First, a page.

LÚNASA The Story So Far Compass The layered tapestry that underpins Lúnasa’s sound is one defined by driving, occasionally jazz-inflected rhythms, impeccable individual musicianship and an unswerving faith in the music’s ability to navigate new territory with the same confidence it revisits the old. This retrospective is a thing of beauty, from the carefully chosen out-takes from Lúnasa’s six CDs, remixed and revisited, to the erudite liner notes by the band’s founder and enigmatic double bassist, Trevor Hutchinson.
Lúnasa have seized on the possibilities of branding with alacrity, and from their trademark opener, Morning Nightcap (retooled with new guitarist Paul Meehan), they aim for the jugular, their complex arrangements cutting swathes through conventional notions of what a set of tunes should sound like.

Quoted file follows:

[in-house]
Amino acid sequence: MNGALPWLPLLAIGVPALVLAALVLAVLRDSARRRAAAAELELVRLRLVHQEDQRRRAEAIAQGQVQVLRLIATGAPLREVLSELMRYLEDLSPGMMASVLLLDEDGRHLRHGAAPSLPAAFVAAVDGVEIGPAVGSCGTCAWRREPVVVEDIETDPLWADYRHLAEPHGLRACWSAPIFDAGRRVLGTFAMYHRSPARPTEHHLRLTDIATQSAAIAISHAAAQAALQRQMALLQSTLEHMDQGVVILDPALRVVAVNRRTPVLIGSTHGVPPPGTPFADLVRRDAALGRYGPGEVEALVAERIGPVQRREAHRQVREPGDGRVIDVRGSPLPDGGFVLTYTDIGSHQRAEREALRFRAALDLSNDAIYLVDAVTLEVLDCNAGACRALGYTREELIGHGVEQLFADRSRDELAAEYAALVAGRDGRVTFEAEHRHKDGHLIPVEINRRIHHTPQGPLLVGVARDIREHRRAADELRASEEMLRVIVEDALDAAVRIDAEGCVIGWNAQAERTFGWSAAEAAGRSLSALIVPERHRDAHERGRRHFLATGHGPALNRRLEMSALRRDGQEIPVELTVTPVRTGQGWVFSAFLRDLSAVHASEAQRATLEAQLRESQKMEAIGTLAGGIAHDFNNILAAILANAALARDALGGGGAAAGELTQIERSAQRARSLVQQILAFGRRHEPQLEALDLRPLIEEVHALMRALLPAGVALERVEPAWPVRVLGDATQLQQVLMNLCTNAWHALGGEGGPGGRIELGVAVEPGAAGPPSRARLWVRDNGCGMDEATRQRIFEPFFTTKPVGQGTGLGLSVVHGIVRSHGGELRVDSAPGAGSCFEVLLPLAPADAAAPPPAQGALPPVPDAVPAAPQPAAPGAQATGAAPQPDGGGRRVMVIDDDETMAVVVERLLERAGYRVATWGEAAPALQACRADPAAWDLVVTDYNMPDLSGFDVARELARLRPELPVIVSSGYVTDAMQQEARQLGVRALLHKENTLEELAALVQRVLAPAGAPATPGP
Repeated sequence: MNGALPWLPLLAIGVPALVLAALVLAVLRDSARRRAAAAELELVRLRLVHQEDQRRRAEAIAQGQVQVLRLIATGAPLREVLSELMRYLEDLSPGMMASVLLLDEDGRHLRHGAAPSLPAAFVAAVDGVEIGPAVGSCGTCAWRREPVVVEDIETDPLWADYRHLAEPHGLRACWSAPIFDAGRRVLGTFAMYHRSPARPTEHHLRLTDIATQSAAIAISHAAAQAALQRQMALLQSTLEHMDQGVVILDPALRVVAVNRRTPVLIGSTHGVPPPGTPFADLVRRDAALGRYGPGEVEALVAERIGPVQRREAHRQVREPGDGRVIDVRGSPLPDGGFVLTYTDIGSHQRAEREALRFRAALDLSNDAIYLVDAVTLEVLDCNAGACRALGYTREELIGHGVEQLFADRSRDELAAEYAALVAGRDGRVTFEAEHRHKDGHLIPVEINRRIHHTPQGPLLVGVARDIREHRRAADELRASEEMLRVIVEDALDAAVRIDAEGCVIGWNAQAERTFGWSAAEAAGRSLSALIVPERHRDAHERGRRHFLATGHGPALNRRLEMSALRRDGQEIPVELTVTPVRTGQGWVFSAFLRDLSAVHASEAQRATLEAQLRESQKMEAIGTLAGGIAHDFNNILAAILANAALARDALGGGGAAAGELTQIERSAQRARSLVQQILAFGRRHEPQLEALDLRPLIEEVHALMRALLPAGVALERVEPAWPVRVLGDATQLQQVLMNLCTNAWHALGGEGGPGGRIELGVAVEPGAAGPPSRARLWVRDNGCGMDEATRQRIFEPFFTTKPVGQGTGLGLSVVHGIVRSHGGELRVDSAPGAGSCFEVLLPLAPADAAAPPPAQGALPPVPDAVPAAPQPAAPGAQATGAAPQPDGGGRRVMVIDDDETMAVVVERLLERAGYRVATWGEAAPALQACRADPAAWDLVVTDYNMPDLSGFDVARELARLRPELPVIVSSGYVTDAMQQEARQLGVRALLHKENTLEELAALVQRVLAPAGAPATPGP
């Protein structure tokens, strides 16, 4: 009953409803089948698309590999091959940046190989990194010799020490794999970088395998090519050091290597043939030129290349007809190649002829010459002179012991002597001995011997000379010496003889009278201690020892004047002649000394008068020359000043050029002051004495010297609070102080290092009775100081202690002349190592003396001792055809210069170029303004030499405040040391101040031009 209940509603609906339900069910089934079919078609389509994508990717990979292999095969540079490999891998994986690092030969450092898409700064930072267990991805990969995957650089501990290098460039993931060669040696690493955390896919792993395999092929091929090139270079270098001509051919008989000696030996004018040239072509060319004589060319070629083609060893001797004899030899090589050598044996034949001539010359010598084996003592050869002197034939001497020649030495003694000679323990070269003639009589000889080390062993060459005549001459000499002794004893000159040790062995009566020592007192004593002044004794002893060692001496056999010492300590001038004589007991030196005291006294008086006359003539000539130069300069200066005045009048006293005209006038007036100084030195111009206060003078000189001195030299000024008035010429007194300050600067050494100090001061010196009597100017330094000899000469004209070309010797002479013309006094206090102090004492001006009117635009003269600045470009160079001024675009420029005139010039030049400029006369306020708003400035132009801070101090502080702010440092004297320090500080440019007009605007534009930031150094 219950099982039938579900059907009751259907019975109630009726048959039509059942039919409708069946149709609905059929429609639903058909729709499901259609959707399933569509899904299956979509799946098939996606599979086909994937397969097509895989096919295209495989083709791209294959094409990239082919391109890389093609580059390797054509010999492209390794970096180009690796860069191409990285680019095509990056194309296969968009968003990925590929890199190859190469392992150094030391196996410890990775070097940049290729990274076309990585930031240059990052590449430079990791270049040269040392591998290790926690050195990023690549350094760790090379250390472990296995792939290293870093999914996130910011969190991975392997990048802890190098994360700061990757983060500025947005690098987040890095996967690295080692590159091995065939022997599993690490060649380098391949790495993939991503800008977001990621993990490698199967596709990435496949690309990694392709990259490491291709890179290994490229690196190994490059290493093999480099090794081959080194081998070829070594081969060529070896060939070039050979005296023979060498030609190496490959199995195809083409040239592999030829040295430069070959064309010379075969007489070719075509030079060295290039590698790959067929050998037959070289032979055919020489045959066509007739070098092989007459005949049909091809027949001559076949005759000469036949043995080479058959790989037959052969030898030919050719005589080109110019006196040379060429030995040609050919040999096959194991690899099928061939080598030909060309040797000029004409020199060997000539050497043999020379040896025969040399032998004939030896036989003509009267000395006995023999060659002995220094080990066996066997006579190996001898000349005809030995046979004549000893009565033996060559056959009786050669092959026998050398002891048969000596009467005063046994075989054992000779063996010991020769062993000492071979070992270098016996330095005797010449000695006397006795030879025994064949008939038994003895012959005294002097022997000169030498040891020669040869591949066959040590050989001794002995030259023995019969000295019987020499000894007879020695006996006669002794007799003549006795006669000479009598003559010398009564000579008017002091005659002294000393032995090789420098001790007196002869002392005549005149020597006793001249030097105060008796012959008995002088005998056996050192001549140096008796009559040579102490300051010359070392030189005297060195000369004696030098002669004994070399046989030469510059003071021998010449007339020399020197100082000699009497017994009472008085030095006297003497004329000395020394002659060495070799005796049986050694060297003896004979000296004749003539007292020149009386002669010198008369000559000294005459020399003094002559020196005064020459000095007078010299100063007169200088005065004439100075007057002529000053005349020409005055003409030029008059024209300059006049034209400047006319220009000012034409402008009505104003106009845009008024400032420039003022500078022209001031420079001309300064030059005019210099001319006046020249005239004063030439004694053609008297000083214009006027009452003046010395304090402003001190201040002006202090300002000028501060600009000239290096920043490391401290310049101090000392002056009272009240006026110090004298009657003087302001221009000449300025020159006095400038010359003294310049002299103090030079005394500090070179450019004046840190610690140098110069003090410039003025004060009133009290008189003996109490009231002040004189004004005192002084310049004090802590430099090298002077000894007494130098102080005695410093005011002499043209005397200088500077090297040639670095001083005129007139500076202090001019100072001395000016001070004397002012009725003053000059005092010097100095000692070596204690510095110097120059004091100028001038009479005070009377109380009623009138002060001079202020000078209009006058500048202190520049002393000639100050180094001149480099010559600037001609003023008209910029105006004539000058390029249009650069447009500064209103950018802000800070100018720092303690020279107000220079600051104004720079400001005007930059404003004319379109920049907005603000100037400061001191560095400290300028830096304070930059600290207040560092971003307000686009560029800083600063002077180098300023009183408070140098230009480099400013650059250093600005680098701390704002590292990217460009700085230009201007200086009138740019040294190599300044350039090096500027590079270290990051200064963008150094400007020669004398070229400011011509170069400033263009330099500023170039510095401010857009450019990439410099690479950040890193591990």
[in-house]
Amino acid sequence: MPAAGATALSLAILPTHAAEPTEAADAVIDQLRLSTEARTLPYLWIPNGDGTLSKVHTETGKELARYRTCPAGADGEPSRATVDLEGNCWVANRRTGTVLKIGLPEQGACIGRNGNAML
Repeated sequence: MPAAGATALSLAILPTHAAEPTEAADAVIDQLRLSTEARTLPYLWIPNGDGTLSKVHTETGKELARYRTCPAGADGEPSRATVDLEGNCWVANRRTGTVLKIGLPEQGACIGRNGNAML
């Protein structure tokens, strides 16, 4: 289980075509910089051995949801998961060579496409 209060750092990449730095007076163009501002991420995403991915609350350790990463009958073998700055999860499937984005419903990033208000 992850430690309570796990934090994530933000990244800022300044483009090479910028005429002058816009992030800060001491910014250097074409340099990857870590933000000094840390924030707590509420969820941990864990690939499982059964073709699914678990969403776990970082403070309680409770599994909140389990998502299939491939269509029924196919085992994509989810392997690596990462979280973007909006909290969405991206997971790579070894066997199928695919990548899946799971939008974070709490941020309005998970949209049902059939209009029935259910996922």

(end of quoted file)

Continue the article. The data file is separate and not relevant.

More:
Seán Smyth’s fiddle is the compass that guides Killarney Boys of Pleasure with wily restraint, and a trio of low whistles on Black River, from Smyth, Kevin Crawford and Cillian Valley, are spellbinding. Crawford’s flute lines on Cregg’s Pipes are so freewheeling they could easily sit astride Van Morrison’s Astral Weeks. The quiet man of the quintet, Cillian Vallely, brings a rootedness to the mix, his pipes etching minuscule crevices into the tunes. They close with O’Carolan’s Welcome, its haughty grandeur beautifully anchored by Hutchinson’s and Meehan’s rhythm section, while flute and pipes delve into the mood of the piece.
The beauty of a retrospective collection is that you get to hear the evolving identity of a band, and Lúnasa’s roster over the years has included the remarkable guitars of Donogh Hennessy and Tim Edey, the flute of Mike McGoldrick and the pipes of John McSherry. Each has added a quirky personality to music that is as much at home amid the buzz of the 21st century as it is in the solitude of a backroom bar – in any time zone.
The Story So Far might not capture the manic magnificence of Lúnasa live, but this is still a superb slingshot of their first 11 years. www.compassrecords. com